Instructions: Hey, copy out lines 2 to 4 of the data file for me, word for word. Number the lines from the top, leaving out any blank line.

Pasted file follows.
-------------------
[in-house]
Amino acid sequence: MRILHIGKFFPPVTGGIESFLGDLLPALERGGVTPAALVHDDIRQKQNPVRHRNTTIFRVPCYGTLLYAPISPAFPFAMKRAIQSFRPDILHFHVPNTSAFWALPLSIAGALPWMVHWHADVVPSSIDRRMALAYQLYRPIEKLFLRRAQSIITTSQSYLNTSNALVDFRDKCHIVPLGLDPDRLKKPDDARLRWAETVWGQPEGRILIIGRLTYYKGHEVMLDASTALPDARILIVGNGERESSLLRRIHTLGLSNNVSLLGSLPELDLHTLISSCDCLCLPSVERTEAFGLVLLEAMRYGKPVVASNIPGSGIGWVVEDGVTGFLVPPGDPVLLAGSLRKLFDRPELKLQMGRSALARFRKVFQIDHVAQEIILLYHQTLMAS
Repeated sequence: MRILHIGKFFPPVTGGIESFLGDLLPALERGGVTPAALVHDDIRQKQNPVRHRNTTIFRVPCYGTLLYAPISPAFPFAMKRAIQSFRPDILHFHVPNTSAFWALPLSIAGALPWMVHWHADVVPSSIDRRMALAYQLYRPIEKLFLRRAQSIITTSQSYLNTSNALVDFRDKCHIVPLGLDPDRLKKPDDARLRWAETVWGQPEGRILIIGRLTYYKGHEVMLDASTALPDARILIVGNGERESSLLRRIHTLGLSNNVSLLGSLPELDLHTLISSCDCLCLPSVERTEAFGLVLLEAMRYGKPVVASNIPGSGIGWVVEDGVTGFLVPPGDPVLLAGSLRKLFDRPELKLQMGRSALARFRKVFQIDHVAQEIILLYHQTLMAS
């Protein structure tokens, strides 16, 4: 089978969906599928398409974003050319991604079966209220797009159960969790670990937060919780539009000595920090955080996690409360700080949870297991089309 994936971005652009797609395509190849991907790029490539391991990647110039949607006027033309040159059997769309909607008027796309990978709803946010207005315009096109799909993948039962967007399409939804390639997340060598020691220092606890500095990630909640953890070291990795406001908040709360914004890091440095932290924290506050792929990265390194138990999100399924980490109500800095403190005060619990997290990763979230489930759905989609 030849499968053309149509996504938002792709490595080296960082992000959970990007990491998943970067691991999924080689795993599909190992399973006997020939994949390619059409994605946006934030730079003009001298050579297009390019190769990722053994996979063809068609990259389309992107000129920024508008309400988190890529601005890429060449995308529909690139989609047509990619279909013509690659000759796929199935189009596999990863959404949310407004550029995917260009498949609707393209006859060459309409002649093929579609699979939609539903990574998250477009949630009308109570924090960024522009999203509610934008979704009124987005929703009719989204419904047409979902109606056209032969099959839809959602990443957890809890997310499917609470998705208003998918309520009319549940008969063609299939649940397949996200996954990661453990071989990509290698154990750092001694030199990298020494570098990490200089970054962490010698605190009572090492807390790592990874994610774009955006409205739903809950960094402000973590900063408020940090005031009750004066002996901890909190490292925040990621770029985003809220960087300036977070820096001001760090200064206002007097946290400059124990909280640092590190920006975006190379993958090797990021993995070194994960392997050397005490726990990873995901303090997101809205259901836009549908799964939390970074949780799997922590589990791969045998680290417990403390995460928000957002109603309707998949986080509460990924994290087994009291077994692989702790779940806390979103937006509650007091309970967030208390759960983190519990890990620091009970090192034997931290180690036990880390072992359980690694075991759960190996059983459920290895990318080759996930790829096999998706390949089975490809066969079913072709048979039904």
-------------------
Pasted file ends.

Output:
Amino acid sequence: MRILHIGKFFPPVTGGIESFLGDLLPALERGGVTPAALVHDDIRQKQNPVRHRNTTIFRVPCYGTLLYAPISPAFPFAMKRAIQSFRPDILHFHVPNTSAFWALPLSIAGALPWMVHWHADVVPSSIDRRMALAYQLYRPIEKLFLRRAQSIITTSQSYLNTSNALVDFRDKCHIVPLGLDPDRLKKPDDARLRWAETVWGQPEGRILIIGRLTYYKGHEVMLDASTALPDARILIVGNGERESSLLRRIHTLGLSNNVSLLGSLPELDLHTLISSCDCLCLPSVERTEAFGLVLLEAMRYGKPVVASNIPGSGIGWVVEDGVTGFLVPPGDPVLLAGSLRKLFDRPELKLQMGRSALARFRKVFQIDHVAQEIILLYHQTLMAS
Repeated sequence: MRILHIGKFFPPVTGGIESFLGDLLPALERGGVTPAALVHDDIRQKQNPVRHRNTTIFRVPCYGTLLYAPISPAFPFAMKRAIQSFRPDILHFHVPNTSAFWALPLSIAGALPWMVHWHADVVPSSIDRRMALAYQLYRPIEKLFLRRAQSIITTSQSYLNTSNALVDFRDKCHIVPLGLDPDRLKKPDDARLRWAETVWGQPEGRILIIGRLTYYKGHEVMLDASTALPDARILIVGNGERESSLLRRIHTLGLSNNVSLLGSLPELDLHTLISSCDCLCLPSVERTEAFGLVLLEAMRYGKPVVASNIPGSGIGWVVEDGVTGFLVPPGDPVLLAGSLRKLFDRPELKLQMGRSALARFRKVFQIDHVAQEIILLYHQTLMAS
């Protein structure tokens, strides 16, 4: 089978969906599928398409974003050319991604079966209220797009159960969790670990937060919780539009000595920090955080996690409360700080949870297991089309 994936971005652009797609395509190849991907790029490539391991990647110039949607006027033309040159059997769309909607008027796309990978709803946010207005315009096109799909993948039962967007399409939804390639997340060598020691220092606890500095990630909640953890070291990795406001908040709360914004890091440095932290924290506050792929990265390194138990999100399924980490109500800095403190005060619990997290990763979230489930759905989609 030849499968053309149509996504938002792709490595080296960082992000959970990007990491998943970067691991999924080689795993599909190992399973006997020939994949390619059409994605946006934030730079003009001298050579297009390019190769990722053994996979063809068609990259389309992107000129920024508008309400988190890529601005890429060449995308529909690139989609047509990619279909013509690659000759796929199935189009596999990863959404949310407004550029995917260009498949609707393209006859060459309409002649093929579609699979939609539903990574998250477009949630009308109570924090960024522009999203509610934008979704009124987005929703009719989204419904047409979902109606056209032969099959839809959602990443957890809890997310499917609470998705208003998918309520009319549940008969063609299939649940397949996200996954990661453990071989990509290698154990750092001694030199990298020494570098990490200089970054962490010698605190009572090492807390790592990874994610774009955006409205739903809950960094402000973590900063408020940090005031009750004066002996901890909190490292925040990621770029985003809220960087300036977070820096001001760090200064206002007097946290400059124990909280640092590190920006975006190379993958090797990021993995070194994960392997050397005490726990990873995901303090997101809205259901836009549908799964939390970074949780799997922590589990791969045998680290417990403390995460928000957002109603309707998949986080509460990924994290087994009291077994692989702790779940806390979103937006509650007091309970967030208390759960983190519990890990620091009970090192034997931290180690036990880390072992359980690694075991759960190996059983459920290895990318080759996930790829096999998706390949089975490809066969079913072709048979039904």